There were a few reasons I moved away from California and a few reasons why I chose Washington to move to. Among the top of the list was that I wanted to escape the heat. I was tired of 100 degree days. I was tired of there being a lack of rain. I wanted a nice cool climate to move to. But that has certainly changed this summer.
Each summer it seems to get warmer and warmer. It seems like when I got here any weather in the low 90s was rare. But now, as I sit through two heatwaves in one summer, It has become clear that warm weather is now a part of the Pacific Northwest.
Considering many of the homes here, including mine, don’t have air conditioning it is rather unbearable when the weather is like this. Doesn’t help that working from home means I can’t escape it. The only blessing is that my lower floor, where my office is, does tend to be a little cooler that the rest of the house.
The heat keeps you from being motivated to do just about anything. In fact, I was supposed to be working on a short story, but all I wanted to do is complain about the heat. The funny thing about heat is that everyone wants to complain about it. It is the one thing everyone seems to do in the heat.
I wish that complaining would turn into action about these things. But that is something that I could rant on for some time, which isn’t really the purpose of this blog post. But for the sake of us all, including our children, we need to do something.
Back to the topic at hand. The heat hasn’t dissuaded me too much. I am still getting writing done, finishing two short stories this week. I also submitted four others to markets. While short stories were not my plan to combat the writer’s block I discussed in my last blog, it seems to have worked. Though I do still feel a novel project pulling at me.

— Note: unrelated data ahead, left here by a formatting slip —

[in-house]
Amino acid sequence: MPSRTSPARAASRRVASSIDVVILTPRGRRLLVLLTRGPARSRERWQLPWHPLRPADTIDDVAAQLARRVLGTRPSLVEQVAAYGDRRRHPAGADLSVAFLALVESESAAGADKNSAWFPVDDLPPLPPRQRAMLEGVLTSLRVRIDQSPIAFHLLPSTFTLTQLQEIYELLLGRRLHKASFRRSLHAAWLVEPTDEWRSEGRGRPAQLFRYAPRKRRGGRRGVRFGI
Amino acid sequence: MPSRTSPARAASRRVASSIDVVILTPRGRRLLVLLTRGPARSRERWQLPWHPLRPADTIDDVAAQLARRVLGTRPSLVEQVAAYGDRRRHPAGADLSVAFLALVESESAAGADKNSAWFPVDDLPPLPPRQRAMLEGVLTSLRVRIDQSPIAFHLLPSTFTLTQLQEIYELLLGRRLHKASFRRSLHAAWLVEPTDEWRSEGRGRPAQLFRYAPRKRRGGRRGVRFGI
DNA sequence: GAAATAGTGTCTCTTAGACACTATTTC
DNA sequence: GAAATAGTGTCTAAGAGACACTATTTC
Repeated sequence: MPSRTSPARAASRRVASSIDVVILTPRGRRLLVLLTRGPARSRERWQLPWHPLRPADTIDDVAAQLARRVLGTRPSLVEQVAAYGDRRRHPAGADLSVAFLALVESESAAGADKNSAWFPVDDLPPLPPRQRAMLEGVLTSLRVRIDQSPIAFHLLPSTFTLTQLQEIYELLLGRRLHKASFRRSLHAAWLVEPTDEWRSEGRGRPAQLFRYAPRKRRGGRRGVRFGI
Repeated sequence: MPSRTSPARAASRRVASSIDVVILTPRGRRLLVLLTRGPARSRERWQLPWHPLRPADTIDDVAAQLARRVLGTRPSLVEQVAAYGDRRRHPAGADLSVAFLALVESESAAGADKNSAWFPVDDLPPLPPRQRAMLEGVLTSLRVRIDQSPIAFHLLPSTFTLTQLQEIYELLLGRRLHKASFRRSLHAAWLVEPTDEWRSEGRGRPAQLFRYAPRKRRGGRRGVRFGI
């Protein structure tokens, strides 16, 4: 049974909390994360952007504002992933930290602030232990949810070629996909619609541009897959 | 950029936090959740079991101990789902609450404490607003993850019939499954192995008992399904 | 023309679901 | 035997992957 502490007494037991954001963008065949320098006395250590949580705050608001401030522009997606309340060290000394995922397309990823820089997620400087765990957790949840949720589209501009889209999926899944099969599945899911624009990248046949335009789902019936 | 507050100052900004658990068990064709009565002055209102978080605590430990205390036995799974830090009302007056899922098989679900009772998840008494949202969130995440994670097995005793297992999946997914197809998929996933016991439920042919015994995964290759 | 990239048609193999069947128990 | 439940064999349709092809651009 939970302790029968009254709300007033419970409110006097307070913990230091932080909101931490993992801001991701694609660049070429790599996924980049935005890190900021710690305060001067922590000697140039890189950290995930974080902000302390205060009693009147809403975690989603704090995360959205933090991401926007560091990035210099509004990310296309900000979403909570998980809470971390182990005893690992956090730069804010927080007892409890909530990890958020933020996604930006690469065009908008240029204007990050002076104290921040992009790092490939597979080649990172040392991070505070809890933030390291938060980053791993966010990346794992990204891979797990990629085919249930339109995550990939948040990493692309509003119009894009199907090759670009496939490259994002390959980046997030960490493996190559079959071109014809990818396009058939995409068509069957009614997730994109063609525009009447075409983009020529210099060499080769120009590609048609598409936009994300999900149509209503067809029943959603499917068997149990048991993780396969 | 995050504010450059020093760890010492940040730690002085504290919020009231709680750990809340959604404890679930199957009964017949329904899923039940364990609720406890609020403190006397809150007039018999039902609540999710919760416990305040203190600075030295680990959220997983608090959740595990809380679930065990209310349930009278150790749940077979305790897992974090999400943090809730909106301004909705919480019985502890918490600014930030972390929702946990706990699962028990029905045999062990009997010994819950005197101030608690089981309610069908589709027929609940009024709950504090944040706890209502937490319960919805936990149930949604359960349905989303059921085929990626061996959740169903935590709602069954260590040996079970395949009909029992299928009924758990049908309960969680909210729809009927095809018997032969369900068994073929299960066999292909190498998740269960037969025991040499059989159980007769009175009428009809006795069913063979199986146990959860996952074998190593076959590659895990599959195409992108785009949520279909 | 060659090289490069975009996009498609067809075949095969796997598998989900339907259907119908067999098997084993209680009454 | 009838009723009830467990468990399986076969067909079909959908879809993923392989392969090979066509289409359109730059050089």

Overall, it has been a pretty productive week. I won’t get any writing done over the weekend as I have family plans. But I do plan to be back at it on Monday.
Well, that is my rambles for this week. Simply put, it is fucking hot. And I need to install AC in my house.
As many of you know I have been doing writing streams over on Twitch for the fast few months with a focus on accomplishing small amounts of writing each day. It has been very successful with regard to ensuring I take time each day to write, but also in socially interacting with fellow writers and fans. Overall it has been a great experience.
I have been working on the third book in The Serenity Saga since we started the Writing with Richard segment on Twitch. We finished last Friday, and it was an emotional experience for me. And while it is only the first draft it marks a major milestone is my fifth novel, and the third (and dare I say last) novel of the series. I’ve spend a lot of time living life with these characters. All around it was fitting to finish it on stream since it was the streaming that inspired me to finally start writing again.
But then came the next concern. What do I write next? What do I do for Writing with Richard now? How will I create more content that is both engaging and gets me to write. Though I have other novel ideas in play, I wanted to focus a bit more on my short form stuff. After all short form is what got me my first publication and inspired me to get my first novel out there.